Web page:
The parents of a dependent child who were unaware that he obtained a health insurance policy through the Health Insurance Marketplace in 2014, and received a premium assistance tax credit (PATC) for the full amount of his premiums, had their 2014 federal tax increased and their claimed refund reduced. The 2014 reported income of the parents made them ineligible for the PATC (Gibson v. Commissioner of Internal Revenue, September 25, 2017, Pugh, C.).
Background. During 2014 and 2015, the parents’ adult son worked and during 2014 used an address which was not the parents’ address. Humana Employers Health Plan of Georgia, Inc. (Humana), provided a health insurance policy to their son for 11 months in 2014. Computer records maintained by the Health Insurance Marketplace, administered by HHS, show their son’s application for insurance through the Health Insurance Marketplace. A total of $4,628.80 in premiums on the Humana policy was paid through the mechanism of advance payments of the PATC under Internal Revenue Code (IRC) section 36B. Copies of invoices from September through December 2014 that Humana sent to their son at his address each showed a payment due of zero, a monthly premium owed of $420.80, and an offsetting "Advance Premium Tax Credit" of an equal amount. On or about January 17, 2015, a Form 1095-A, Health Insurance Marketplace Statement, showing the advance payments of the PATC made to Humana in 2014 was sent to their son at his address.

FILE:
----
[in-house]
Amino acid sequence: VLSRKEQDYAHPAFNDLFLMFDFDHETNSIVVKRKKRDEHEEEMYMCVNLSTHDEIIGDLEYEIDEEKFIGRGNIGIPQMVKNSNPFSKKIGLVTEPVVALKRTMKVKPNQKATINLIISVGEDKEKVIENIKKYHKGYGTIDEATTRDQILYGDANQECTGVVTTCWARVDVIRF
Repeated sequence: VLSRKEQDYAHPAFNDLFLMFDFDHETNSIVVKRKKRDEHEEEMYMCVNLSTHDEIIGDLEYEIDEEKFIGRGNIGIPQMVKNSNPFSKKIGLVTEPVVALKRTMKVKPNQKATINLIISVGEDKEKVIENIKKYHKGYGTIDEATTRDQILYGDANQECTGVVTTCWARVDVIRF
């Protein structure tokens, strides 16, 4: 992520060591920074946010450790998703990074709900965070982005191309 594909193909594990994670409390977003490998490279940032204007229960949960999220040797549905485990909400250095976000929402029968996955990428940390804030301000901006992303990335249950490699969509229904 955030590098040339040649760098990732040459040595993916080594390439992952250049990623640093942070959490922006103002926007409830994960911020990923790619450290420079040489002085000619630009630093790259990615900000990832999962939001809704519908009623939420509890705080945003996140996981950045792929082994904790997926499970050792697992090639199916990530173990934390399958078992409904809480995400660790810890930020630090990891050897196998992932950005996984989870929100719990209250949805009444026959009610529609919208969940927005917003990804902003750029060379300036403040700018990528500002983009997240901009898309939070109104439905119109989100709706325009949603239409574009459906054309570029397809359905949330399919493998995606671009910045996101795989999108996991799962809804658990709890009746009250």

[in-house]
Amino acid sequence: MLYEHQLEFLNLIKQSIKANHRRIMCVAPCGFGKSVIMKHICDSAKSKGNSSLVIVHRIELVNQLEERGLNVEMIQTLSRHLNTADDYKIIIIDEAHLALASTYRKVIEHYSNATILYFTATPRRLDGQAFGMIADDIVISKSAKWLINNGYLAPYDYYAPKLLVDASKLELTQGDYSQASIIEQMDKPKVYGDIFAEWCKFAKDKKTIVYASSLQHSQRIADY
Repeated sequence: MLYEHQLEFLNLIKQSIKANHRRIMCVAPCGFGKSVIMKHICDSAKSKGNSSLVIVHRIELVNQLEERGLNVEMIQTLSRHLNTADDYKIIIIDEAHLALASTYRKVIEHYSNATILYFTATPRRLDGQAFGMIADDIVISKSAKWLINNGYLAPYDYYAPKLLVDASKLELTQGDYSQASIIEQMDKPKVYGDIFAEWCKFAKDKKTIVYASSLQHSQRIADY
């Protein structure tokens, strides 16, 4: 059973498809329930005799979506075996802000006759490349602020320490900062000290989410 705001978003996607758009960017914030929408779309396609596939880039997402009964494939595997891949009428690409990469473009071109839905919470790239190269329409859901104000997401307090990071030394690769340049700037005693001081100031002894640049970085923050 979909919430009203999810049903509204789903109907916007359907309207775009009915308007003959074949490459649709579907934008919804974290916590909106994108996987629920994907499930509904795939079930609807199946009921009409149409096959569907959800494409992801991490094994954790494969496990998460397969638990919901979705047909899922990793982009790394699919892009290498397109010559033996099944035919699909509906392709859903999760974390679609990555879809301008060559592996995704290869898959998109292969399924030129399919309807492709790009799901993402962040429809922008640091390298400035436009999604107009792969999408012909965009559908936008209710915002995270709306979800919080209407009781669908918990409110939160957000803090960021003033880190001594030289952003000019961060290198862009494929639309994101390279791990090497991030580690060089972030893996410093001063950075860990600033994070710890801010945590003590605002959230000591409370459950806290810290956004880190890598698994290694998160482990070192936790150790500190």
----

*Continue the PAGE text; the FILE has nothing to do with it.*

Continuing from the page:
2014 tax return. The parents claimed their son as a dependent on their joint tax return for 2014. The Internal Revenue Service (IRS) did not dispute his status as a dependent. The parents claimed a refund of $6,880. They did not report the advance payments of the PATC on their return. The IRS determined that parents’ tax should be increased to reflect the advance payments of the PATC to Humana on their son’s behalf during 2014, which resulted in a deficiency of tax that reduced their claimed refund.
Premium assistance tax credit. Section 36B of the IRC establishes a PATC to subsidize the cost of health insurance purchased through a Health Insurance Marketplace by taxpayers meeting certain statutory requirements (26 C.F.R. sec. 1-36B-2(a)). That section was created by the Patient Protection and Affordable Care Act (P.L. 111-148), secs. 1401 and 10105(a), and the Health Care and Education Reconciliation Act of 2010 (P.L. 111-152), sec. 1001(a)(1)(A) and (B), together commonly referred to as the Affordable Care Act (ACA). The PATC is available to households with incomes between 100 percent and 400 percent of the federal poverty line (Sec. 36B(c)(1)(A)). The parents were ineligible under this criteria.
Decision. Because the parents were not entitled to any amount of PATC, the entire amount of the advance payments of the PATC on their son’s behalf to Humana by the Health Insurance Marketplace during 2014 increased the parents’ tax owed and reduced their claimed refund. The IRS correctly determined a $4,629 tax deficiency for 2014 on that basis.
The case is Docket No. 22121-15.
Attorneys: Benjamin J. Gibson, Sr., pro se. Jason P. Oppenheim (Jason P. Oppenheim, Attorney at Law) for Commissioner of Internal Revenue.
Companies: Humana Employers Health Plan of Georgia, Inc.
Cases: CaseDecisions NewsFeed PremiumTaxNews HealthInsuranceExchangeNews IndividualMandateNews InsurerNews
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